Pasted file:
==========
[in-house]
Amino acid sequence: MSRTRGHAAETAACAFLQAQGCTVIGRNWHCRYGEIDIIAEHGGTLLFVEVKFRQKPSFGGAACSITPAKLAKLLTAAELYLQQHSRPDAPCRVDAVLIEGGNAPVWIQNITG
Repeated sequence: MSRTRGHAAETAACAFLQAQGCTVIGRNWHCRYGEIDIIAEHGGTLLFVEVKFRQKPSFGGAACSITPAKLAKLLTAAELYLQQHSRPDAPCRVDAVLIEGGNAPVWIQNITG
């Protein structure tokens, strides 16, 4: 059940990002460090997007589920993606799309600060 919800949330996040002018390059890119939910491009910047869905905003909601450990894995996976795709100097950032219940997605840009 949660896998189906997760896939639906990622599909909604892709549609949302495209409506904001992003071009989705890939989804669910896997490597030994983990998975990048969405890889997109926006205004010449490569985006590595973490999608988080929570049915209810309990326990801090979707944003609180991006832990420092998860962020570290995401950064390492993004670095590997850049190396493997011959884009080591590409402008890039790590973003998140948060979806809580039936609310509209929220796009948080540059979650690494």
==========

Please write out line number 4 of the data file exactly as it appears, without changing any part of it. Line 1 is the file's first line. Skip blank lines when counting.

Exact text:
């Protein structure tokens, strides 16, 4: 059940990002460090997007589920993606799309600060 919800949330996040002018390059890119939910491009910047869905905003909601450990894995996976795709100097950032219940997605840009 949660896998189906997760896939639906990622599909909604892709549609949302495209409506904001992003071009989705890939989804669910896997490597030994983990998975990048969405890889997109926006205004010449490569985006590595973490999608988080929570049915209810309990326990801090979707944003609180991006832990420092998860962020570290995401950064390492993004670095590997850049190396493997011959884009080591590409402008890039790590973003998140948060979806809580039936609310509209929220796009948080540059979650690494």